We present a learning-based method for estimating 4D reflectance field of a person given video footage illuminated under a flat-lit environment of the same subject. For training data, we use one light at a time to illuminate the subject and capture the reflectance field data in a variety of poses and viewpoints. We estimate the lighting environment of the input video footage and use the subject’s reflectance field to create synthetic images of the subject illuminated by the input lighting environment. We then train a deep convolutional neural network to regress the reflectance field from the synthetic images. We also use a differentiable renderer to provide feedback for the network by matching the relit images with the input video frames. This semi-supervised training scheme allows the neural network to handle unseen poses in the dataset as well as compensate for the lighting estimation error. We evaluate our method on the video footage of the real Holocaust survivors and show that our method outperforms the state-of-the-art methods in both realism and speed.
The New Dimensions in Testimony project at the University
of Southern California’s Institute for Creative Technologies
recorded extensive question-and-answer interviews
with twelve survivors of the World War II Holocaust.
Each twenty-hour interview, conducted over five days, produced
over a thousand responses, providing the material
for time-offset conversations through AI based matching
of novel questions to recorded answers. These interviews
were recorded inside a large Light Stage system
with fifty-four high-definition video cameras. The multiview
data enabled the conversations to be projected threedimensionally
on an automultiscopic display.
The light stage system is designed for recording relightable reflectance fields, where the subject is illuminated from one lighting direction at a time, and these datasets can be recombined through image-based relighting. If the subject is recorded with a high speed video camera, a large number of lighting conditions can be recorded during a normal video frame duration allowing a dynamic video to be lit with new lighting. This enables the subject to be realistically composited into a new environment (for example, the place that the subject is speaking about) such that their lighting is consistent with that of the environment. In 2012, the project performed a successful early experiment using a Spherical Harmonic Lighting Basis as in for relighting a Holocaust survivor interview. However, recording with an array of high speed cameras proved to be too expensive for the project, both in the cost of the hardware, and the greatly increased storage cost of numerous high-speed uncompressed video streams.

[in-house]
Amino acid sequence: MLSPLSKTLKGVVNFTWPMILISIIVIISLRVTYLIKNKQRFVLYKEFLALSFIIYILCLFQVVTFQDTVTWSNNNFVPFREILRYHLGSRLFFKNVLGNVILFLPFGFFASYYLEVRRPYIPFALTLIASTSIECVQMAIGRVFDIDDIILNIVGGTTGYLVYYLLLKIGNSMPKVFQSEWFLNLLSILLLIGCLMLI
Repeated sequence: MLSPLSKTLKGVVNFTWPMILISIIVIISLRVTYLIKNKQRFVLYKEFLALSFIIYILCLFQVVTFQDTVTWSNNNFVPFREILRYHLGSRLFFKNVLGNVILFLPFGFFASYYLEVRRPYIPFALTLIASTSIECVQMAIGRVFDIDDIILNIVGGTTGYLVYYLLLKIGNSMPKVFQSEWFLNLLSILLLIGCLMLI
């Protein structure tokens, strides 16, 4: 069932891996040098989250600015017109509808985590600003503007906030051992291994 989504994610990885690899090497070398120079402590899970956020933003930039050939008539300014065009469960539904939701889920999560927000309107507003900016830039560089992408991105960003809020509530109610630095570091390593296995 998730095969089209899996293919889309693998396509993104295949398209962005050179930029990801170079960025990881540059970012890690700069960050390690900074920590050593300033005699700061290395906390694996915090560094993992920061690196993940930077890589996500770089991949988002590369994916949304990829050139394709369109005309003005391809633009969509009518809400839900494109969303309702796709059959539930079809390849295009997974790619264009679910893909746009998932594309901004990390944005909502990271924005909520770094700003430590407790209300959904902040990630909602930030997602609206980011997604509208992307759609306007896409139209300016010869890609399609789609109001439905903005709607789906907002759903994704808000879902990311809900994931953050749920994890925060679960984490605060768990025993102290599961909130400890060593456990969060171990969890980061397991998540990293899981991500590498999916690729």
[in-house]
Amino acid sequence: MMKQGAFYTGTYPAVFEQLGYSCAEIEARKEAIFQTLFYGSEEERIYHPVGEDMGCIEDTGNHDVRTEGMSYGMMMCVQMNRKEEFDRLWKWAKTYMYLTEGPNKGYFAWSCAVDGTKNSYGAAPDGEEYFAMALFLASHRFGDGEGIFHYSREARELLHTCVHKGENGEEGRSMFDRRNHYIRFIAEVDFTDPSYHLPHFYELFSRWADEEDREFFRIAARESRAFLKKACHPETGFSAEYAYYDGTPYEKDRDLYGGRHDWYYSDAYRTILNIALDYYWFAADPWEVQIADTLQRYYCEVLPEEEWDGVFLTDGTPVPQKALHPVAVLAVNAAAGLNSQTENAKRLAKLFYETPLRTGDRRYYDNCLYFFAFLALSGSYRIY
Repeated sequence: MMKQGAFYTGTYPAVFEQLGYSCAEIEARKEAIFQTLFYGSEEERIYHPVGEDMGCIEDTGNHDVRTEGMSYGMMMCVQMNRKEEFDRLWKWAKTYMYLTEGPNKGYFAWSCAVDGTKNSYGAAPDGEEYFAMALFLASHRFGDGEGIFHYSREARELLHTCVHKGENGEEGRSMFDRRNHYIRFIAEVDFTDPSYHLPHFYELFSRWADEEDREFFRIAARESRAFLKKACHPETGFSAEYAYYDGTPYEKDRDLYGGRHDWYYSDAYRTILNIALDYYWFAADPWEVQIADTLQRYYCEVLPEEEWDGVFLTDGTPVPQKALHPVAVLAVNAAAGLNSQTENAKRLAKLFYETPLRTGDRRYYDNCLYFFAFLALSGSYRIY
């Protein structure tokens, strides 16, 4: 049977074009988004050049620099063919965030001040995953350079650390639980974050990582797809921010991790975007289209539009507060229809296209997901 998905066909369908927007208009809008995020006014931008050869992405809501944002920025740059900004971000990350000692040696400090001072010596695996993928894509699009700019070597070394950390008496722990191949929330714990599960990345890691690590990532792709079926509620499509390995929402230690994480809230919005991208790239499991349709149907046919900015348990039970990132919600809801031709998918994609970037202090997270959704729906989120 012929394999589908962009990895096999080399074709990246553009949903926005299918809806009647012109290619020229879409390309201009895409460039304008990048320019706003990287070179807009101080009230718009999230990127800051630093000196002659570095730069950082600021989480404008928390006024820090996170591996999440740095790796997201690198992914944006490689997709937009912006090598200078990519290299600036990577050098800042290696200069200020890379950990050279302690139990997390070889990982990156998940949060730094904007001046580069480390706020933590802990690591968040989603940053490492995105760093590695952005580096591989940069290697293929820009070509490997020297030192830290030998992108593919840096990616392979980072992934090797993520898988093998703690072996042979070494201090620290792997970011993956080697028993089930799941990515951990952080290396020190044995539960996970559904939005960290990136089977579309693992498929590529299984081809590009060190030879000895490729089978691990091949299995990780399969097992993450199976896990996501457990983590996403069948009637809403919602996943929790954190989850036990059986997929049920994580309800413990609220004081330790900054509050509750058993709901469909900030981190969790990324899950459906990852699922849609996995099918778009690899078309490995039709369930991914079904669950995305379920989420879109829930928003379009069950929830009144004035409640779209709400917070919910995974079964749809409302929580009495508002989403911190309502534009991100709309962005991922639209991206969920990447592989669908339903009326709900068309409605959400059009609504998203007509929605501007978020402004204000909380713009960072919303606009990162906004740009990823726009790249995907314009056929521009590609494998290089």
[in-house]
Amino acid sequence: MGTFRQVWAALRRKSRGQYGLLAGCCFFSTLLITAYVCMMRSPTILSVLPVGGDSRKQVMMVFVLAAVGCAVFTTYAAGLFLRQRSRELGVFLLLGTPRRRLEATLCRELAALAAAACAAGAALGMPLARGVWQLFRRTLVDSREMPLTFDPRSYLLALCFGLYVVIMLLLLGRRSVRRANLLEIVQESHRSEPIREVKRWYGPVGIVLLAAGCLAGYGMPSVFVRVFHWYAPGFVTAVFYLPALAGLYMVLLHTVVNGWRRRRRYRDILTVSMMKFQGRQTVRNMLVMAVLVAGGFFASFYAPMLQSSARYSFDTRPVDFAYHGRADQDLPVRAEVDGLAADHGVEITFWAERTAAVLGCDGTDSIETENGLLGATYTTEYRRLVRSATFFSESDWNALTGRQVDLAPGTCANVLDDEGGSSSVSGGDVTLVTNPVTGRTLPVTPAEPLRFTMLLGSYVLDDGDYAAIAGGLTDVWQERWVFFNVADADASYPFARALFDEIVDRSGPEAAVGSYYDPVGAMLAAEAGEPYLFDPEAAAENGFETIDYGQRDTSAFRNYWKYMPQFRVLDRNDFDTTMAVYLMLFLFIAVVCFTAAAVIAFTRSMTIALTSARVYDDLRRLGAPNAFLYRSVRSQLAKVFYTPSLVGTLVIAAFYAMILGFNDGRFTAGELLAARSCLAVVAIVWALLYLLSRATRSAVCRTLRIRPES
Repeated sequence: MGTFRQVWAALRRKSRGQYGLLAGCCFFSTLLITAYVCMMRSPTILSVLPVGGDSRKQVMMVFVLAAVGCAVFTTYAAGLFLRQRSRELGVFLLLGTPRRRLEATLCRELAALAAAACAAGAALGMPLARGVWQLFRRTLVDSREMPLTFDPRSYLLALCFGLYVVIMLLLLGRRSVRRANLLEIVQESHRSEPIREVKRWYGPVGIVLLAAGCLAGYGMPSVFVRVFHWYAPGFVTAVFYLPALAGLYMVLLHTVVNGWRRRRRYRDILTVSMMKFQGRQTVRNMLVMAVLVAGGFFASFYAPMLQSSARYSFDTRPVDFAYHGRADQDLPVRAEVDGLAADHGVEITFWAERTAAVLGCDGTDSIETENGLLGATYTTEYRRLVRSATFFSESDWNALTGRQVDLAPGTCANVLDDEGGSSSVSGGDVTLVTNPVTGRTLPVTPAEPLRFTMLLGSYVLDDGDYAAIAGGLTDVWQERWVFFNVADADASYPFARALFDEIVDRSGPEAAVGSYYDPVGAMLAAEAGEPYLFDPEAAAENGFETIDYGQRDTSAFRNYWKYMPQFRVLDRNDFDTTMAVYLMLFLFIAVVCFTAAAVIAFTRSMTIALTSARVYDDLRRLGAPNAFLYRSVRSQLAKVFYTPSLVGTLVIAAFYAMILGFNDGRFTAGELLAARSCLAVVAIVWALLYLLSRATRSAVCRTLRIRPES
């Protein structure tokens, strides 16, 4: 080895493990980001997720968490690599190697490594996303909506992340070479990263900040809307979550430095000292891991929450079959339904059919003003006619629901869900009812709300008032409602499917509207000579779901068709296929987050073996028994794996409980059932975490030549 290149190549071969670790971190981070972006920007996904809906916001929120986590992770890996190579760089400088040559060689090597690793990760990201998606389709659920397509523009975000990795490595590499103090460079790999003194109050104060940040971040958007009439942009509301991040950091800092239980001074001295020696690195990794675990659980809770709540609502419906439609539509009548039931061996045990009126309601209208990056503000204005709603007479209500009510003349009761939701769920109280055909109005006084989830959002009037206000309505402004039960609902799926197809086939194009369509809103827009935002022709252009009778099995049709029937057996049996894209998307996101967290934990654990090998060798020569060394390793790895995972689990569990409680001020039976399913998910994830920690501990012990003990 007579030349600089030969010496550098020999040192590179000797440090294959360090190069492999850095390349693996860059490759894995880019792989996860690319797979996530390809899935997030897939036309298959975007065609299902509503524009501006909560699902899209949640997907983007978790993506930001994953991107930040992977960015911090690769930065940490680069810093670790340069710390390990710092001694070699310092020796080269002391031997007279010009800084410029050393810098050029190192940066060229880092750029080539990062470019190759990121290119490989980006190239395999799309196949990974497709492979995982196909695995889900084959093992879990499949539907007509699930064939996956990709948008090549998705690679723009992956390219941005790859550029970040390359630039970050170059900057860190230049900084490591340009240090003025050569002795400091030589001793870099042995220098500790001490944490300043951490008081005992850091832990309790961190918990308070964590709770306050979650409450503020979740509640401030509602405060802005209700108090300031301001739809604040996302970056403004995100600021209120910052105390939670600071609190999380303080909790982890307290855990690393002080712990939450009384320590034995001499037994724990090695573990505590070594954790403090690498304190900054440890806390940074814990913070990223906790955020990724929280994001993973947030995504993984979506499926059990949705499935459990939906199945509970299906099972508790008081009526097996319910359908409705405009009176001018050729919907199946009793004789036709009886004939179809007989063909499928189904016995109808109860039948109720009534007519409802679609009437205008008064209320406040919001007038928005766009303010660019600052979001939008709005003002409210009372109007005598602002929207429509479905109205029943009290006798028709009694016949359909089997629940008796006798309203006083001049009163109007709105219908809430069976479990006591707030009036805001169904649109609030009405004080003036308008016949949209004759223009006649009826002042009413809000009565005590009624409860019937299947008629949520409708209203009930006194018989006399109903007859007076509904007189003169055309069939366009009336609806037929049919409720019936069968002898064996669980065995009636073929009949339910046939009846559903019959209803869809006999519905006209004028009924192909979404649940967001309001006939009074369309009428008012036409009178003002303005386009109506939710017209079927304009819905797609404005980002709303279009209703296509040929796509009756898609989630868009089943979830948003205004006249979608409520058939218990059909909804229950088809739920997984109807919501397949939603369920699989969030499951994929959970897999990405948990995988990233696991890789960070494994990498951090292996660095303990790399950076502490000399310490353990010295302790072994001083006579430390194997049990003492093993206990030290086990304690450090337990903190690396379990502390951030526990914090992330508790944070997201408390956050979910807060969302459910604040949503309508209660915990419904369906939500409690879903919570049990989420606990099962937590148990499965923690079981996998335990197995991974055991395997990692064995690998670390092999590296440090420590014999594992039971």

One of the most effective ways to perform realistic relighting
is to combine a dense set of basis lighting conditions
(a reflectance field) with according to a novel lighting
environment to simulate the appearance in the new lighting.
However, this approach is not ideal for a dynamic performance
since it requires either high-speed cameras, or requires
the actor to sit still for several seconds to capture
the set of OLAT images.  overcomes this limitation
by using neural networks to regress 4D reflectance fields
from just two images of a subject lit by gradient illumination.
They postulate that one can also use flat-lit images
to achieve similar results with less high-frequency detail.
Since the method casts relighting as a supervision regression
problem, it requires pairs of tracking images and their
corresponding OLAT images as ground truth for training.
In the New Dimensions in Testimony project, most of the Holocaust survivors’ interview footage was captured in front of a green screen so that the virtual backgrounds can be added during post-production. However, this setup poses difficulties for achieving consistent illumination between the actors and the backgrounds in the final testimony videos and does not provide the ground truth needed for supervision training. In this paper, we use the limited OLAT data to train a neural network to infer reflectance fields from synthetically relit images. The synthetic relit images are improved by matching them with the input interview images through a differentiable renderer, enabling an end-toend training scheme.